"Where there has been one reasoned state judgment rejecting a federal claim, later unexplained orders upholding that judgment or rejecting the claim rest on the same grounds." See Ylst v. Nunnemaker, 501 U.S. 797, 803 (1991). This is referred to as the "look through" presumption. Id. at 804; Plascencia v. Alameida, 467 F. 3d 1190, 1198 (9th Cir. 2006). In this case, the last reasoned decision was the California Court of Appeal's Order on Petitioner's state habeas petition.
I. Claim One: Deprivation of Due Process
The California Court of Appeal stated:
On January 28, 2010, Calipatria State Prison Officer Castro searched the cell assigned to inmate Gerry Johns and his cellmate and reported he discovered a cell phone hidden 'inside a hot pot located on top of the cell[']s top bunk easily available to both inmates.'
Johns was charged with a serious rules violation for unauthorized communication with/by an inmate via cell phone. At the March 7, 2010 hearing, Johns pleaded not guilty and asserted there was no evidence that he used the phone to conduct an unauthorized communication. A report by the investigative employee assigned to Johns stated that the cellmate admitted the hot pot was his, he did not give Johns permission to use or handle the hot pot and he did not tell Johns there was a cell phone hidden inside the hot pot. The senior hearing officer found Johns guilty of unauthorized communication with/by an inmate via cell phone, a division E offense, and assessed a 60-day forfeiture of credits and 30 days' placement on privilege group C.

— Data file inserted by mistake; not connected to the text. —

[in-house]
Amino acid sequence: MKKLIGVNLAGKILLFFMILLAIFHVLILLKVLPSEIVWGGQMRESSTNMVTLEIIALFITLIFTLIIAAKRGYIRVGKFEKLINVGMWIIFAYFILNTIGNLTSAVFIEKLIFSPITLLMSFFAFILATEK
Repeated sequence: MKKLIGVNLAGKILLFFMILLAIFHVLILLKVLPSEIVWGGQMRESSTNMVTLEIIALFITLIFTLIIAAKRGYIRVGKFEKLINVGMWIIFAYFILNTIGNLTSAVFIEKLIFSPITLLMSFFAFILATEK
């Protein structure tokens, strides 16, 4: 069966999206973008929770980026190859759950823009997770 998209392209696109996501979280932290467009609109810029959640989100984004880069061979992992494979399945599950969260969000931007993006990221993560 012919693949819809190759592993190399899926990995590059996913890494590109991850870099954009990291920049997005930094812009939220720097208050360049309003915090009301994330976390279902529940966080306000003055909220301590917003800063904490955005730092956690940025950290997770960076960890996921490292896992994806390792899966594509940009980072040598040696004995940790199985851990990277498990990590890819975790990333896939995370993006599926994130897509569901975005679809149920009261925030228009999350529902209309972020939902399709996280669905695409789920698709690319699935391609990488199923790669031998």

Johns filed an appeal. The appeal was granted in part at the second level by modifying the rules violation to possession of a cell phone, a division F offense that carried a 30-day forfeiture of credits. The appeals examiner at the director's level found no further relief was warranted, explaining that '[t]he secretion of the cell phone within the hot pot does not provide evidence that [Johns] did not have access to the cell phone or that he was not able to retrieve the cell phone in the same manner as the [reporting employee].' Johns sought habeas relief at superior court but without success....
Prison disciplinary action will not be disturbed so long as 'some evidence' supports the action taken. (Superintendent v. Hill (1985) 472 U.S. 445, 455.) The evidence against Johns was the location of the cell phone -- 'inside a hot pot that was located on top of the cell[']s top bunk easily available to both inmates' -- and the fact that Johns was one of only two inmates who occupied the cell. Although there was no direct evidence identifying Johns as the inmate who committed the rules violation, the evidence was sufficient to support the prison official's determination that Johns had possession of the cell phone. (In re Zepeda (2006) 141 Cal. App. 4th 1493, 1499.) We do not review Johns's claims of error with respect to superior court's denial of relief. (In re Clark (1993) 5 Cal. 4th 750, 767, fn. 7.)